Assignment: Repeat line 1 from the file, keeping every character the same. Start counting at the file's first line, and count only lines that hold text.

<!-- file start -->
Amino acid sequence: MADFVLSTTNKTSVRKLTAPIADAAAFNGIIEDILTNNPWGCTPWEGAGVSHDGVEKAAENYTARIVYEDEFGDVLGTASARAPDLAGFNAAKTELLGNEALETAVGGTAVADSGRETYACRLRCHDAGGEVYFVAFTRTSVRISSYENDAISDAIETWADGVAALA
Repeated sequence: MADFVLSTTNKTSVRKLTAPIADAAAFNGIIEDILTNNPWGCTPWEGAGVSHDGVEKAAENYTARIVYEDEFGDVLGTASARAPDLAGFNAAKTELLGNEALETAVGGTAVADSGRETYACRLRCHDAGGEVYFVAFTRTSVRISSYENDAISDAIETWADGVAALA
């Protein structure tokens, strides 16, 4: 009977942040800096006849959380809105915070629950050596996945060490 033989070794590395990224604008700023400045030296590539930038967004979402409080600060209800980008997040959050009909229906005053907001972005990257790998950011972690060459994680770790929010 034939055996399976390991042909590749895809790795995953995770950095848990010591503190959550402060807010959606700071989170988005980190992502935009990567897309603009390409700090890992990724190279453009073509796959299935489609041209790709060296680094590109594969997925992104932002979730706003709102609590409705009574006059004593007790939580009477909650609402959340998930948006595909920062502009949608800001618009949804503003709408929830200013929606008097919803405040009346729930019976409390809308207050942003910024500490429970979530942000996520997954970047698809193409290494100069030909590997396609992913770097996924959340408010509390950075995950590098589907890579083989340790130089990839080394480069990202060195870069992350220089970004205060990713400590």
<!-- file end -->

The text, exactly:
Amino acid sequence: MADFVLSTTNKTSVRKLTAPIADAAAFNGIIEDILTNNPWGCTPWEGAGVSHDGVEKAAENYTARIVYEDEFGDVLGTASARAPDLAGFNAAKTELLGNEALETAVGGTAVADSGRETYACRLRCHDAGGEVYFVAFTRTSVRISSYENDAISDAIETWADGVAALA